China's water world seeks World Cultural Heritage listing

Updated: 2011-03-04 07:59

By Cheng Anqi (China Daily)

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Fuling district in Southwest China's Chongqing municipality is appealing to the public to submit slogans for its application to the United Nations to get the Baiheliang Underwater Museum listed as a World Cultural Heritage site.

"The slogans should be rich in meaning yet succinct," museum curator Hu Liming says.

"It should be less than 12 characters and highlight Baiheliang's hydrographic science, and historical and artistic value in protecting the Three Gorges' cultural relics."

If its bid is successful, the museum will become Chongqing's second World Cultural Heritage site, after the Dazu Grottoes were listed in 1999.

Baiheliang, meaning "White Crane Ridge", is a 1,600-meter-long, 15-meter-wide natural ridge on the Yangtze River's northern bank.

China's water world seeks World Cultural Heritage listing

It previously protruded from the water only during the dry seasons, usually from December until March.

There are two explanations for the name. One is that white cranes would flock to the ridge in the past. The other is that a Taoist, who meditated on the ridge and finally became immortal, transformed into one of the namesake fowl and flew away.

On the huge rocks are 18 sculptures of fish that serve as water-level markers and record 1,200 years of changes to the Yangtze's water level. There are also more than 30,000 Chinese characters carved into the rock.

It is believed to be the world's most ancient hydrographic survey device and is one of four State-level national treasures in the Three Gorges area.

But the sculptures were submerged by the Three Gorges Dam project in 2001.

When the Three Gorges Reservoir's water rose above 175 meters, Baiheliang was submerged under more than 30 meters of water.

The government invested more than 200 million yuan ($30 million) to build the museum to preserve the relic.

Passing through a 90-meter-long escalator tunnel - Asia's longest - visitors can go 40 meters underwater to get close-up views of the inscriptions through 8-cm-thick glass windows.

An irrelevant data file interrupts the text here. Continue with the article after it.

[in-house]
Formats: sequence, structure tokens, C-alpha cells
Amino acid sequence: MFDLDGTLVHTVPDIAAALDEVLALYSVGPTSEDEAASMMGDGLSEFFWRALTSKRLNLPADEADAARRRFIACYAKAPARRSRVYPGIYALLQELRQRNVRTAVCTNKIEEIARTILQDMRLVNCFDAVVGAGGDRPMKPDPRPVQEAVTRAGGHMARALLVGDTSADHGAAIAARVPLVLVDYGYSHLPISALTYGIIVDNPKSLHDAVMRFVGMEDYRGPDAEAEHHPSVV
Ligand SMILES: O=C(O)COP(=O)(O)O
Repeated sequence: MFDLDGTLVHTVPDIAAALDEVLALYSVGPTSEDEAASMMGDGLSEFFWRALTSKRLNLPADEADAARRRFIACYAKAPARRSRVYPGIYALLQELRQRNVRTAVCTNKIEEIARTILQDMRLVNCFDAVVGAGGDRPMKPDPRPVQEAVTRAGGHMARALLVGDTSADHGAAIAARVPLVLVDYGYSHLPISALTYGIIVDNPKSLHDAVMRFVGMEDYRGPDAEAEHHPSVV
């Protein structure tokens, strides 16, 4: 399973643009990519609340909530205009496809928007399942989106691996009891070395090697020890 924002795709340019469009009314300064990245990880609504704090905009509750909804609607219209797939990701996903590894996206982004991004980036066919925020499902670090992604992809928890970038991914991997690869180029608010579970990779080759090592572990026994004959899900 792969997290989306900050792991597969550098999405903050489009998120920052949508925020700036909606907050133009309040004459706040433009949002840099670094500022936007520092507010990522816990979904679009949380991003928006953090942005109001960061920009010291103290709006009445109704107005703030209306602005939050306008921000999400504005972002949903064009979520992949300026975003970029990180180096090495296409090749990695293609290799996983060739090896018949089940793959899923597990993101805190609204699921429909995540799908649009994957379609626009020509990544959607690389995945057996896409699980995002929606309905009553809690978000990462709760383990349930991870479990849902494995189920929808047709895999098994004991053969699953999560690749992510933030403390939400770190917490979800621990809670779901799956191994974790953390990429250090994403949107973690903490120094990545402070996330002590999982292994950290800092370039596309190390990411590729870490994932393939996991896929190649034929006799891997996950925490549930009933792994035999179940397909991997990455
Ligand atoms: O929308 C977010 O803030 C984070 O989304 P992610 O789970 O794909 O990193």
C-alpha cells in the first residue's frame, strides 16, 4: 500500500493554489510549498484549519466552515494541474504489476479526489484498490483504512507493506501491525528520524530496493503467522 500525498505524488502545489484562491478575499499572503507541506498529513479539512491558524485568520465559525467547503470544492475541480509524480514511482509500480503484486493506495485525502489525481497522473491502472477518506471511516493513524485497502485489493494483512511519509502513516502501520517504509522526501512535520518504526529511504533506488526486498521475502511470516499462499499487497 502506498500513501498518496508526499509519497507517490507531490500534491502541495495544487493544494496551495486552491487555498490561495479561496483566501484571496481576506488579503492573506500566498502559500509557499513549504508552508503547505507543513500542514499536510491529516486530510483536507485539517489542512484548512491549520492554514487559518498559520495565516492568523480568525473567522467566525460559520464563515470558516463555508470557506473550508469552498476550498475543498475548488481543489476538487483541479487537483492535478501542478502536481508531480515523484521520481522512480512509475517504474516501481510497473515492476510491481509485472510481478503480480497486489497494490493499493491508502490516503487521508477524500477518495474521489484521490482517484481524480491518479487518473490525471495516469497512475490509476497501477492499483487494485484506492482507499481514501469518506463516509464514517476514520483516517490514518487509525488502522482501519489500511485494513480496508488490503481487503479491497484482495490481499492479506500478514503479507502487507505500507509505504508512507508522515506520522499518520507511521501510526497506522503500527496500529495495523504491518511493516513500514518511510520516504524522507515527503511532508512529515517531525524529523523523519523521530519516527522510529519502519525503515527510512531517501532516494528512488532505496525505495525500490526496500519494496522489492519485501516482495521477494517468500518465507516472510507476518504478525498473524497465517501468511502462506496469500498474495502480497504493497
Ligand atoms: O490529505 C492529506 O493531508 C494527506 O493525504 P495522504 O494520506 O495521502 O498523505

One of the most celebrated inscriptions is of a stone fish demarcating the low-water mark. The fish's eye is equal to the zero-water level of the river's upper reaches.

There is a local saying that the stone fish hails a bumper crop year. If it can be seen in winter, the coming year will provide an abundant harvest.

The fish carving is more than 1,100 years older than the Jianghanguang gauge created in 1856 in Wuhan, capital of Hubei province.

The carvings are a collection of works by generations of exceptional calligraphers and are today the country's only underwater inscriptions.

More than 300 literati etched more than 30,000 characters in eight calligraphic forms. The most celebrated was carved by Song Dynasty (AD 960-1279) scholar Huang Tingjian.

The museum also has 28 underwater cameras, enabling visitors to zoom in and out using touch-screens.

"Visitors who are fond of diving can also explore these great works up close," Hu says.

Chongqing's government has been preparing the World Heritage Site application since 2006.

"Environmental issues usually pose the greatest challenge in the application process," Hu says.

"But Bailianghe's museum is in itself a form of protection. So this site doesn't face so many barriers."


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